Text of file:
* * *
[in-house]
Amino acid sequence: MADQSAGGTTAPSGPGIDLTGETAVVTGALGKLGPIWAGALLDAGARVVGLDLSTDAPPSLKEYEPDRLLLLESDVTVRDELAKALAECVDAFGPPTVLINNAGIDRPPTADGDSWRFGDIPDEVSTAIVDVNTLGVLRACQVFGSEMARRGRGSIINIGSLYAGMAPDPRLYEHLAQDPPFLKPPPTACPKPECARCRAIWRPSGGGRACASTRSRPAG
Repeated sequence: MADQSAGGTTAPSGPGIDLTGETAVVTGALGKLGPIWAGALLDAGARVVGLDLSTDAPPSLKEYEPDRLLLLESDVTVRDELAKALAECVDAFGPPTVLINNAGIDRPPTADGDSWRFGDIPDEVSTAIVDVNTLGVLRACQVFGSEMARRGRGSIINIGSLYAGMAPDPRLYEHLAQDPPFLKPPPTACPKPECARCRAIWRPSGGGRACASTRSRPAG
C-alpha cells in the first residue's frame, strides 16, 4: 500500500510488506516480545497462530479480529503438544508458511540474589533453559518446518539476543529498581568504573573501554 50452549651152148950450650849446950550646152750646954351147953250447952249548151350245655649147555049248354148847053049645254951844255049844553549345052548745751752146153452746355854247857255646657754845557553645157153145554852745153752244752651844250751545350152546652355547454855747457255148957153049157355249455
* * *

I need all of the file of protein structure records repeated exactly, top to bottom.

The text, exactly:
[in-house]
Amino acid sequence: MADQSAGGTTAPSGPGIDLTGETAVVTGALGKLGPIWAGALLDAGARVVGLDLSTDAPPSLKEYEPDRLLLLESDVTVRDELAKALAECVDAFGPPTVLINNAGIDRPPTADGDSWRFGDIPDEVSTAIVDVNTLGVLRACQVFGSEMARRGRGSIINIGSLYAGMAPDPRLYEHLAQDPPFLKPPPTACPKPECARCRAIWRPSGGGRACASTRSRPAG
Repeated sequence: MADQSAGGTTAPSGPGIDLTGETAVVTGALGKLGPIWAGALLDAGARVVGLDLSTDAPPSLKEYEPDRLLLLESDVTVRDELAKALAECVDAFGPPTVLINNAGIDRPPTADGDSWRFGDIPDEVSTAIVDVNTLGVLRACQVFGSEMARRGRGSIINIGSLYAGMAPDPRLYEHLAQDPPFLKPPPTACPKPECARCRAIWRPSGGGRACASTRSRPAG
C-alpha cells in the first residue's frame, strides 16, 4: 500500500510488506516480545497462530479480529503438544508458511540474589533453559518446518539476543529498581568504573573501554 50452549651152148950450650849446950550646152750646954351147953250447952249548151350245655649147555049248354148847053049645254951844255049844553549345052548745751752146153452746355854247857255646657754845557553645157153145554852745153752244752651844250751545350152546652355547454855747457255148957153049157355249455